New research has shown that Hawfinch nest productivity is sufficient to maintain local populations in Britain.
The study, by the RSPB and British Trust for Ornithology (BTO) and published in Bird Study, found that the nest success rate of Hawfinches averaged 36 per cent across five seasons – a level unlikely to be driving population declines and substantially higher than what was calculated by recent estimates from the long-term BTO Nest Record Scheme (NRS). Consequently, drivers of recent Hawfinch declines in Britain are likely to be coming from factors outside the breeding season and away from the primary woodland habitat in which the species nests. The relatively small sample size may even have led to an over-estimation of nest failure.
The study set out to investigate any potential correlation between habitat and nest success, as well as identifying the chief nest predators, before comparing the results with those found by NRS recorders. Female Hawfinches were trapped at feeding areas and fitted with radio-tags; they were then tracked back to the nest sites. Habitat measures and changes potentially influencing the survival of the birds were studied and then compared against the outcome of the nest. Cameras were installed to identify predators, and all the data collected was compared with the findings from the long-term NRS.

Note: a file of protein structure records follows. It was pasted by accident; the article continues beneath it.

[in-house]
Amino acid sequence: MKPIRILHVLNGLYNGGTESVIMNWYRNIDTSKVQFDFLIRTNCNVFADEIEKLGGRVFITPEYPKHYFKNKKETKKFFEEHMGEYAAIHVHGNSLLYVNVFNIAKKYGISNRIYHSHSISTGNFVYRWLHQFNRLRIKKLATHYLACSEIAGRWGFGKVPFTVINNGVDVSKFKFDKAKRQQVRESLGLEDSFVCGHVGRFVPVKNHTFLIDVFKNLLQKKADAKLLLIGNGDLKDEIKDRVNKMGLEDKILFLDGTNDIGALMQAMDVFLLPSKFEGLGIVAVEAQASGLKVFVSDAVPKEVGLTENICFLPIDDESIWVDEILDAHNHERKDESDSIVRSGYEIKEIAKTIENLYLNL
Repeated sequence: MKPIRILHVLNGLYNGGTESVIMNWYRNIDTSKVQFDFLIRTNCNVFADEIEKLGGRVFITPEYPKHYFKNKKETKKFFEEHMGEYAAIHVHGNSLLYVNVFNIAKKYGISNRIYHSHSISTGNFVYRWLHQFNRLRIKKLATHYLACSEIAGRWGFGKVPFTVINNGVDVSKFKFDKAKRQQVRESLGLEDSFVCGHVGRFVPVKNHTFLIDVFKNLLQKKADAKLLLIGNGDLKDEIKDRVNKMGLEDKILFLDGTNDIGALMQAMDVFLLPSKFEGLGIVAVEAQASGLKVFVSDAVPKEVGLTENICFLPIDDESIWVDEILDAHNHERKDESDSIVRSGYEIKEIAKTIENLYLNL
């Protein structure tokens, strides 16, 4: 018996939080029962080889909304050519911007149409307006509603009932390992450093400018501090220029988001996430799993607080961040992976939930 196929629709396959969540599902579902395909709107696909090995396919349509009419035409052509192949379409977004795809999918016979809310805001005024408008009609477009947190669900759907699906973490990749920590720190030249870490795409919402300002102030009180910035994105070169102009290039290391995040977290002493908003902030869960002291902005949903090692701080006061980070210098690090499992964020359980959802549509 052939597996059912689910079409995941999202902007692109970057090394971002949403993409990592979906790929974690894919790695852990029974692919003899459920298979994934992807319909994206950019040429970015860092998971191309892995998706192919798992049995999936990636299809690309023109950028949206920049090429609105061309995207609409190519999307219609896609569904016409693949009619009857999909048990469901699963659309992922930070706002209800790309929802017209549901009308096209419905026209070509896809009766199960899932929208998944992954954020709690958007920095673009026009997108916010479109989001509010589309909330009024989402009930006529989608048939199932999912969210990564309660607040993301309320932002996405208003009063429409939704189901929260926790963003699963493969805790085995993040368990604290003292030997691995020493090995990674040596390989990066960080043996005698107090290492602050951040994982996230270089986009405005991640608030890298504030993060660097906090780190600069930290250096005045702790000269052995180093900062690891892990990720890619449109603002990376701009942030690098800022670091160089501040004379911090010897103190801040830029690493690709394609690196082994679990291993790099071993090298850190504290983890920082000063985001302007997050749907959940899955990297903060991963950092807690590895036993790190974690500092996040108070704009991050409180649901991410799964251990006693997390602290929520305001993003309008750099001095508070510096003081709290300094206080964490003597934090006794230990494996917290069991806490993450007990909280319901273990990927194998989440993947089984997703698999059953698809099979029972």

Only avian species were found to be predating nests and there was no correlation between habitat and breeding success. Although the results showed that nest success varied from year to year, the mean productive value was not particularly lower than other Hawfinch studies or any other species with similar nesting habits. The apparent recent declines in success, which were the results of NRS data, were not reflective in the study.
Bellamy, P E, Cross, A V, Grice, P V, Kirby, W B, Lewis, J, Smith, D L, and Stanbury, A J. 2018. Nest survival, causes of failure and productivity of British Hawfinches Coccothraustes coccothraustes. Bird Study. DOI: 10.1080/00063657.2018.1506424